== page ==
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The 2015 FIFA Women’s World Cup is down to the final four teams and surprise, surprise, the U.S. Women’s National Team is still in the mix.

The U.S. women have been one of the best teams in the world since the sport went global in the early 90’s, and there have been plenty of amazing, memorable moments.

Here are the top U.S. Women’s National Team moments from over the years.

1991 FIFA World Championship vs. Norway

FIFA’s inaugural women’s tournament took place in China and the U.S. was dominant throughout, especially the forward line that was nicknamed the “Triple-Edged Sword” which featured team captain April Heinrichs, Carin Jennings and Michelle Akers.  The Americans took down Norway in the final by the score of 2-1.  Akers scored both goals in the final match and finished as the tournament’s top scorer with 10 goals, winning the Golden Shoe Award, while Heinrichs was named player of the tournament.

1996 Olympics vs. China

For the first time in Olympic history women’s soccer was included in the games.  Large crowds followed the host United States team around the country, dismissing the thoughts that nobody would be interested in watching women’s soccer on a global scale.  Over 74,000 fans packed Sanford Stadium for the final match between the U.S. and China.  A 68th minute goal  by Tiffeny Milbrett would prove to be the winner as the American’s took home the gold with a 2-1 victory.

1999 World Cup vs. China

After the success of the ’96 Olympics, expectations were much higher when the United States hosted the 1999 World Cup.  Almost 80,000 fans showed up for the opening game at Giants Stadium and as the U.S. women kept winning, fans became more and more captivated by the team.  Despite the final match being scoreless through 90 minutes, there was no lack of excitement in the game.  Penalty kicks would decide the winner of the World Cup, and the images of Brandy Chastain scoring the winning goal and celebrating afterwards would become some of the most iconic in American sports history.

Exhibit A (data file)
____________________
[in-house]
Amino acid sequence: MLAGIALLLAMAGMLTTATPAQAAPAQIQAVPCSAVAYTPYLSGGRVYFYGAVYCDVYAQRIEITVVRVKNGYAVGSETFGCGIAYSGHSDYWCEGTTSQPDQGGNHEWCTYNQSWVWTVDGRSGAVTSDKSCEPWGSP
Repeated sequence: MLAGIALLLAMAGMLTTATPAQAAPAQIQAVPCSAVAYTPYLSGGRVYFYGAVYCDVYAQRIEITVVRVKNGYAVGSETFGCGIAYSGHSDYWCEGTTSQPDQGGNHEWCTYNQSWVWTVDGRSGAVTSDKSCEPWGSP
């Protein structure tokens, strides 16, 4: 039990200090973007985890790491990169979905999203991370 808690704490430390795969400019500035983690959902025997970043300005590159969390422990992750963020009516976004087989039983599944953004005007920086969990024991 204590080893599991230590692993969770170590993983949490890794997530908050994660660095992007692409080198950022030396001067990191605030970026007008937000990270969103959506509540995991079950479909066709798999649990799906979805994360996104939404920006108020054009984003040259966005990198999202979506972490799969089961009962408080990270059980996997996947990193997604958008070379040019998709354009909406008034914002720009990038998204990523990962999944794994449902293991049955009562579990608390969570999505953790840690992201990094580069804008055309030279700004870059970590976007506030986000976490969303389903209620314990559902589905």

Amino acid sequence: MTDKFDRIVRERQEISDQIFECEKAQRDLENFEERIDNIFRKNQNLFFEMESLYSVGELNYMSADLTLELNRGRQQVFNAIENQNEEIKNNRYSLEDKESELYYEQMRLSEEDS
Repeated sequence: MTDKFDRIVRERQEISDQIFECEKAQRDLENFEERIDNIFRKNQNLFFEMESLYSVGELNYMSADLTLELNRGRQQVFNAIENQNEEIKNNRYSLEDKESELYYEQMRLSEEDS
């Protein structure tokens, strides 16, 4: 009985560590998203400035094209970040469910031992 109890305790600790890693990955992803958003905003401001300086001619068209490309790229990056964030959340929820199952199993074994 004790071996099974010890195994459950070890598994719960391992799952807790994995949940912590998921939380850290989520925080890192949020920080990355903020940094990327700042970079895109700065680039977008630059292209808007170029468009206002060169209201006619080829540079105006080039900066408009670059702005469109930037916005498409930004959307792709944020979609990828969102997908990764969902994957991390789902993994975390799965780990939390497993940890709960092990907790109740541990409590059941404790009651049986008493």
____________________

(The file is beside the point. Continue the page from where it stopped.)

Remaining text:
2004 Olympics vs. Brazil

After failing to win gold at the 2000 Olympics, then again at the 2003 World Cup, the American women set out to end the losing streak on the world’s largest stage.  With several of the stars of the team saying they would be retiring after the games, including Mia Hamm and Joy Fawcett, emotions ran high throughout the tournament.  Ironically it would be the future star of the U.S. women’s team, Abby Wambach, who scored the gold medal winning goal.  The then-24-year-old scored the decisive goal in the 112th minute with a spectacular header.

US forward Abby Wambach and her teammates celebrate their victory at the end of the gold medal football match against at the Olympic Games, 26 August 2004 at Karaiskaki stadium in Athens. USA won 2-1.  (Source: ODD ANDERSEN/AFP/Getty Images)

US forward Abby Wambach and her teammates celebrate their victory at the end of the gold medal football match against at the Olympic Games, 26 August 2004 at Karaiskaki stadium in Athens. USA won 2-1. (Source: ODD ANDERSEN/AFP/Getty Images)

2011 World Cup vs. Brazil

With the dominant days of the “Fab Five” a distant memory, the American women barely qualified for the 2011 World Cup in Germany.  The team started playing much better and advanced to the quarterfinals where they would face Brazil.  Trailing 2-1 in the final moments, Megan Rapinoe lifted a crossing pass 40 yards across the field toward the back post, where none other than Abby Wambach was waiting.  Wambach’s header in the 122nd minute sent the game to penalty kicks, where the U.S. women ultimately prevailed.

2012 Olympics vs. Japan

The American women were out for revenge after losing to Japan in the final of the 2011 World Cup.  The powerhouse teams would again meet in the final match, but the results would not be the same.  Over 80,000 fans packed into London’s Wembley Stadium for the highly anticipated match.  Carly Lloyd scored both U.S. goals and Hope Solo made the “Save Heard ‘Round The World” with just five minutes remaining to seal the gold medal for the United States.

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